But give me a boat that will carry two
And we both will row, my love and I

I put my hand into a bush
Thinking the fairest flower to find
But I pricked my finger to the bone
And I left the fairest flower behind

O the water's wide and I can't cross over
And neither do I have the wings to fly
But give me a boat that will carry two
And we both will row, my love and I

Now there's a ship that sails the sea
She's laden down as a ship can be
But not more..... than the love I'm in
And I don't know if I'll sink or swim

O the water's wide and I can't cross over
And neither do I have the wings to fly
But give me a boat that will carry two
And we both will row, my love and I


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Subject: RE: Water Is Wide - First American Version
From: raredance
Date: 27 Oct 10 - 12:25 AM

I forgot to add in the previous thread that the "..." in the ship verse is a record skip and I do not know if a word is missing. Note that she uses the "water is wide" verse as a repeating chorus.


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Subject: RE: Water Is Wide - First American Version
From: GUEST
Date: 06 Dec 14 - 12:46 PM

whats the darn history behind this song?


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Subject: RE: Water Is Wide - First American Version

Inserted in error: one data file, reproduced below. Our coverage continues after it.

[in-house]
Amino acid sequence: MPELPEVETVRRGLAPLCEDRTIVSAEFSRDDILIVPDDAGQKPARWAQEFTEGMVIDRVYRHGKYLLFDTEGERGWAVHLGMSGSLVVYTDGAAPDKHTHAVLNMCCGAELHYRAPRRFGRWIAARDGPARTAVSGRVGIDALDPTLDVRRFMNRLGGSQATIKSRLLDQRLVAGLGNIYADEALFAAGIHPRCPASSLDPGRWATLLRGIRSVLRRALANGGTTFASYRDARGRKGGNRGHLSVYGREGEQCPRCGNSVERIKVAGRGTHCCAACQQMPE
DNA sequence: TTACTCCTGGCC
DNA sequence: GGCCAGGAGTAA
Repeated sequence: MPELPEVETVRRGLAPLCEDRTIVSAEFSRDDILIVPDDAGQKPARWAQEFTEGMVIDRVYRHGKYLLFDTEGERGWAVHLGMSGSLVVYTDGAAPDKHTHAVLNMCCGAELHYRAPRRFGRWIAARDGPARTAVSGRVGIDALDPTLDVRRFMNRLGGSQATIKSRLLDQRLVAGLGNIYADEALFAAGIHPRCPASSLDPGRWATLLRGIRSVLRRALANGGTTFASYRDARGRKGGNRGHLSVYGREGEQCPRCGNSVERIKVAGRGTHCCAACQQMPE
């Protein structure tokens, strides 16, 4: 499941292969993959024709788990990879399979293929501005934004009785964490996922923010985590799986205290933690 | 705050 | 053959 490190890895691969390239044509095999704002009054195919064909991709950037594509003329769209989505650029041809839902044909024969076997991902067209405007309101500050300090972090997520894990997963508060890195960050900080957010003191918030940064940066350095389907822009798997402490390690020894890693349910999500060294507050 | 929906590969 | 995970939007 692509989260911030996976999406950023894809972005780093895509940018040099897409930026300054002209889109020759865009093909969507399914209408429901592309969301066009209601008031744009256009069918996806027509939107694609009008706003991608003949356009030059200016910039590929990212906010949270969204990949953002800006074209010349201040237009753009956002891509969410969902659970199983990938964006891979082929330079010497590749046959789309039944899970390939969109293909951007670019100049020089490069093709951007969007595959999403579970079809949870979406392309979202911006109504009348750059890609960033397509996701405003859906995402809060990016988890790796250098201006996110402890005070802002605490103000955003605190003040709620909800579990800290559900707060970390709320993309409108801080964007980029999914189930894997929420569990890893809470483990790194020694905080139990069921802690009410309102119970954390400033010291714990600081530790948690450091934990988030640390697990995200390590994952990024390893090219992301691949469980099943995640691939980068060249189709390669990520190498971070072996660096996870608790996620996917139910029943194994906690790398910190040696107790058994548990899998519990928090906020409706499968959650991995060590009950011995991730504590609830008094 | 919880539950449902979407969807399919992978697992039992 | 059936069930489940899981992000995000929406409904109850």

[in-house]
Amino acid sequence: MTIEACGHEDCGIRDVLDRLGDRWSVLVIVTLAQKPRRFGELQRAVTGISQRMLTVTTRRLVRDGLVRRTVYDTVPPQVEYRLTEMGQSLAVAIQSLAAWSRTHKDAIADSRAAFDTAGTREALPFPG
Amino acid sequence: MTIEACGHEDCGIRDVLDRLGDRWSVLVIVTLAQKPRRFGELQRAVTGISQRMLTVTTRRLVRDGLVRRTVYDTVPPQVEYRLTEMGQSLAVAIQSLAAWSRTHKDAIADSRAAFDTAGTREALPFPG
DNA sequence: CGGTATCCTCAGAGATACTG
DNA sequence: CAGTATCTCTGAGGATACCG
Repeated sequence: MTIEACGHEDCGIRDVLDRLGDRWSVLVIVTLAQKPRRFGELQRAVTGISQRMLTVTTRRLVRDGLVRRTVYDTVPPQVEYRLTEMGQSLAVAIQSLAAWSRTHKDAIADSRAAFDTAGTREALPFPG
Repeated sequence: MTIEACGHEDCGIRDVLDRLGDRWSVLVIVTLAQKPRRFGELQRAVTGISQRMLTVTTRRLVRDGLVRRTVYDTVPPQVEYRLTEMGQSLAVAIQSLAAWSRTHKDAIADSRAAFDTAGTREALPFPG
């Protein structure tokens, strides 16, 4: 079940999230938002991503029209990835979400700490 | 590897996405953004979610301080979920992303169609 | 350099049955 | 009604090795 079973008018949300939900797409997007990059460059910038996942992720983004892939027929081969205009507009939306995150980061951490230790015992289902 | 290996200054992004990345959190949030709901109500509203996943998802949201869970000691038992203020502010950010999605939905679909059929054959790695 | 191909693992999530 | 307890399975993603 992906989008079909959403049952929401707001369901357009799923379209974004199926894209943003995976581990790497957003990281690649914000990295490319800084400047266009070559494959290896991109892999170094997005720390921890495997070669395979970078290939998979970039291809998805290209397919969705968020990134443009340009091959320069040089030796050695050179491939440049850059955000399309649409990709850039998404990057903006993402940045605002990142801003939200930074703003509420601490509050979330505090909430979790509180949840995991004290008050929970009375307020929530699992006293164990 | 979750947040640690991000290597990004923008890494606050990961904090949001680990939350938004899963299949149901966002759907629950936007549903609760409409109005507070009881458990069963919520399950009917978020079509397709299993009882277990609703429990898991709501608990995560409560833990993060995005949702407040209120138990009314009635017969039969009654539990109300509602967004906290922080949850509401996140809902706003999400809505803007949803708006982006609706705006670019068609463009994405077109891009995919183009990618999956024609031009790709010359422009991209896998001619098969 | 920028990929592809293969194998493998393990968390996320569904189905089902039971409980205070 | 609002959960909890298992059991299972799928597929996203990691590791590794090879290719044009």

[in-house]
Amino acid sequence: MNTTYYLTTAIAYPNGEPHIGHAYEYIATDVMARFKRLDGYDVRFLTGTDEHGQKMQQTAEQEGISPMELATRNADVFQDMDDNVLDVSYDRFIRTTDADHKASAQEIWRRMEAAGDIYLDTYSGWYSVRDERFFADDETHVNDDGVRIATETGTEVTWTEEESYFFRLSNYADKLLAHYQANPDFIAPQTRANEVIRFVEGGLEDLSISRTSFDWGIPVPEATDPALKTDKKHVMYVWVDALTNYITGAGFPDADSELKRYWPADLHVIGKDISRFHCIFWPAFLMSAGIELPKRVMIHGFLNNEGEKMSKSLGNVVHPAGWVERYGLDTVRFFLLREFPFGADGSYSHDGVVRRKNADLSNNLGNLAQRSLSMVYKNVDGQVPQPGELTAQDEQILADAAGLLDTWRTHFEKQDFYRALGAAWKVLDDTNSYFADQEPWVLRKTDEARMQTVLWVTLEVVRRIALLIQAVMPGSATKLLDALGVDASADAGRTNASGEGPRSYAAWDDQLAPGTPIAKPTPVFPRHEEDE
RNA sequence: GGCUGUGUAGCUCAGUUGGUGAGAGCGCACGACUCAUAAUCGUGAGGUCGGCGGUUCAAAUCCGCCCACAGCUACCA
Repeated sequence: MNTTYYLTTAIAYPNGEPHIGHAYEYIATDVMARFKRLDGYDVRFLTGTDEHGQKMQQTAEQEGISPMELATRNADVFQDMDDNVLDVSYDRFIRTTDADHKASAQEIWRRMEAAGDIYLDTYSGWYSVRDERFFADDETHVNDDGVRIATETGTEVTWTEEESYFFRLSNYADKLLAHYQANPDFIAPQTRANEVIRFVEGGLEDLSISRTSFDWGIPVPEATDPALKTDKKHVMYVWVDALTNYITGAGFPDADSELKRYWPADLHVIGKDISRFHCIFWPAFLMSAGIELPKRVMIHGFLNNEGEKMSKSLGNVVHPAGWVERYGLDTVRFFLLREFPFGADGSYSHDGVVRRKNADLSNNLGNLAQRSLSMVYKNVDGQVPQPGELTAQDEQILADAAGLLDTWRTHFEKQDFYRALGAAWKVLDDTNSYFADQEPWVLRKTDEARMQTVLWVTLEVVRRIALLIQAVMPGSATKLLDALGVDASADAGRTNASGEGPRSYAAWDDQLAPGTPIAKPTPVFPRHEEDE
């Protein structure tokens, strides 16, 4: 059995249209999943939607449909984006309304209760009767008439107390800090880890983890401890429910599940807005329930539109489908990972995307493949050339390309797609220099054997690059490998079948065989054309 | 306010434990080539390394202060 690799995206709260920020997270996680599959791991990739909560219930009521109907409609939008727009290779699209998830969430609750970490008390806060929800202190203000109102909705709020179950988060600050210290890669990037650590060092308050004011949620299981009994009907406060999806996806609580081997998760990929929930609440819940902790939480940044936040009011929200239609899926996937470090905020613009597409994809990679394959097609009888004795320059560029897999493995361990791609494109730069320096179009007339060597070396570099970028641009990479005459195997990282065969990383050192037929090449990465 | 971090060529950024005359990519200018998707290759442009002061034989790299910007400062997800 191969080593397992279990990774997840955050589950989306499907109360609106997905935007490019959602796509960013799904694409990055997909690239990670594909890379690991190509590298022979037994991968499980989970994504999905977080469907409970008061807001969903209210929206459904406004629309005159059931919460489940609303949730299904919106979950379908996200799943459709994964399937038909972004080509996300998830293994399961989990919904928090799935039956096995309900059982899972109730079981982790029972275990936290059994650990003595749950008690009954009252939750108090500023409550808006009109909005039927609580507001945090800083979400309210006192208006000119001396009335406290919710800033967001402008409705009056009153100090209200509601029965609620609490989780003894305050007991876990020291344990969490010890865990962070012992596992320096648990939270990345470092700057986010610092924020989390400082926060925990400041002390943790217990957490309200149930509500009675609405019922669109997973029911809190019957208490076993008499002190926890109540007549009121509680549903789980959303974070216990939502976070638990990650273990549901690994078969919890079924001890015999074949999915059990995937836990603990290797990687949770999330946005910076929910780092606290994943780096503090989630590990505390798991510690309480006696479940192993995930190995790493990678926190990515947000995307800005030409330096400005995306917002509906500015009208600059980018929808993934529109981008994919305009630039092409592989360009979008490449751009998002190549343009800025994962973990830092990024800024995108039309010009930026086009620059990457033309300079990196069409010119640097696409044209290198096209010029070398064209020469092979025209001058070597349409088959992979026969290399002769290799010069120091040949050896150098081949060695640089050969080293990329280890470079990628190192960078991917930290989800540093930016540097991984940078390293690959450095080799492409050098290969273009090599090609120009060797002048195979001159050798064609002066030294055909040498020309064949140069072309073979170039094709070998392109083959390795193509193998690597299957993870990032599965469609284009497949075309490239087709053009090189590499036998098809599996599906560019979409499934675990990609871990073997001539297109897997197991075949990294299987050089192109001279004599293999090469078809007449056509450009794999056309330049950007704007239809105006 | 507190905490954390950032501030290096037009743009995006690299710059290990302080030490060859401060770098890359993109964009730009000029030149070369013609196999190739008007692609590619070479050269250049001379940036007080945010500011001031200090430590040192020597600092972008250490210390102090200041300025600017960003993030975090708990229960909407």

From: The Sandman
Date: 06 Dec 14 - 12:57 PM

MARCHIONESS OF DOUGLAS, WALY WALY"The Water Is Wide" (also called "O Waly, Waly") is a folk song of English origin? Scottish more likely, based on lyrics that partly date to the 1600s. It remains popular in the 21st century. Cecil Sharp published the song in Folk Songs From Somerset (1906). It is related to Child Ballad 204 (Roud number 87), Jamie Douglas, which in turn refers to the ostensibly unhappy first marriage of James Douglas, 2nd Marquess of Douglas to Lady Barbara Erskine.


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Subject: RE: Water Is Wide - First American Version
From: Little Robyn
Date: 06 Dec 14 - 04:09 PM

I don't see any mention here about the American version that I first heard - from PP&M about 1963. But they called it There is a ship.
Robyn